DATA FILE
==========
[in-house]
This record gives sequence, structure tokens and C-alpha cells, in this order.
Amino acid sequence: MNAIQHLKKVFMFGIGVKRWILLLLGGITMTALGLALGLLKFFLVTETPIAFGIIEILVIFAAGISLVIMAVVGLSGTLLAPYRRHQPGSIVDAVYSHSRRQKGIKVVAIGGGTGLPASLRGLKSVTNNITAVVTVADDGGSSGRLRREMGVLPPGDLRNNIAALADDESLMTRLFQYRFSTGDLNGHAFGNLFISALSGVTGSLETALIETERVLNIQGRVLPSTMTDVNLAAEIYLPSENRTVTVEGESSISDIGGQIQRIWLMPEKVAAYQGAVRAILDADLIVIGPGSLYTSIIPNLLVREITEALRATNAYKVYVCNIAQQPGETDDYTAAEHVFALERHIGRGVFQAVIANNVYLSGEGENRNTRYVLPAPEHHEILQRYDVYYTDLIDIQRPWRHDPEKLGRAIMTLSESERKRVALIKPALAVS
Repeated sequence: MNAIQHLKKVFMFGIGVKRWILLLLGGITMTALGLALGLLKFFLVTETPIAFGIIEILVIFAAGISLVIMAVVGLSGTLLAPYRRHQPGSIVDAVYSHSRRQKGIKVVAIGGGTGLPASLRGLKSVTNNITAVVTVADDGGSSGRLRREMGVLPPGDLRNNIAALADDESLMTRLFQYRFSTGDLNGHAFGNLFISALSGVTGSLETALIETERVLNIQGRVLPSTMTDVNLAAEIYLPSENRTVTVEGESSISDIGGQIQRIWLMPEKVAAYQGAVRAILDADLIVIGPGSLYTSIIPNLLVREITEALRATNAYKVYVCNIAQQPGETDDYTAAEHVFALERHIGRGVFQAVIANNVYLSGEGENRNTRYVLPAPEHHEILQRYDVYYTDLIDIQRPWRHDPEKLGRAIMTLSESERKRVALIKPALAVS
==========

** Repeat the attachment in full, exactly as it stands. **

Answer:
[in-house]
This record gives sequence, structure tokens and C-alpha cells, in this order.
Amino acid sequence: MNAIQHLKKVFMFGIGVKRWILLLLGGITMTALGLALGLLKFFLVTETPIAFGIIEILVIFAAGISLVIMAVVGLSGTLLAPYRRHQPGSIVDAVYSHSRRQKGIKVVAIGGGTGLPASLRGLKSVTNNITAVVTVADDGGSSGRLRREMGVLPPGDLRNNIAALADDESLMTRLFQYRFSTGDLNGHAFGNLFISALSGVTGSLETALIETERVLNIQGRVLPSTMTDVNLAAEIYLPSENRTVTVEGESSISDIGGQIQRIWLMPEKVAAYQGAVRAILDADLIVIGPGSLYTSIIPNLLVREITEALRATNAYKVYVCNIAQQPGETDDYTAAEHVFALERHIGRGVFQAVIANNVYLSGEGENRNTRYVLPAPEHHEILQRYDVYYTDLIDIQRPWRHDPEKLGRAIMTLSESERKRVALIKPALAVS
Repeated sequence: MNAIQHLKKVFMFGIGVKRWILLLLGGITMTALGLALGLLKFFLVTETPIAFGIIEILVIFAAGISLVIMAVVGLSGTLLAPYRRHQPGSIVDAVYSHSRRQKGIKVVAIGGGTGLPASLRGLKSVTNNITAVVTVADDGGSSGRLRREMGVLPPGDLRNNIAALADDESLMTRLFQYRFSTGDLNGHAFGNLFISALSGVTGSLETALIETERVLNIQGRVLPSTMTDVNLAAEIYLPSENRTVTVEGESSISDIGGQIQRIWLMPEKVAAYQGAVRAILDADLIVIGPGSLYTSIIPNLLVREITEALRATNAYKVYVCNIAQQPGETDDYTAAEHVFALERHIGRGVFQAVIANNVYLSGEGENRNTRYVLPAPEHHEILQRYDVYYTDLIDIQRPWRHDPEKLGRAIMTLSESERKRVALIKPALAVS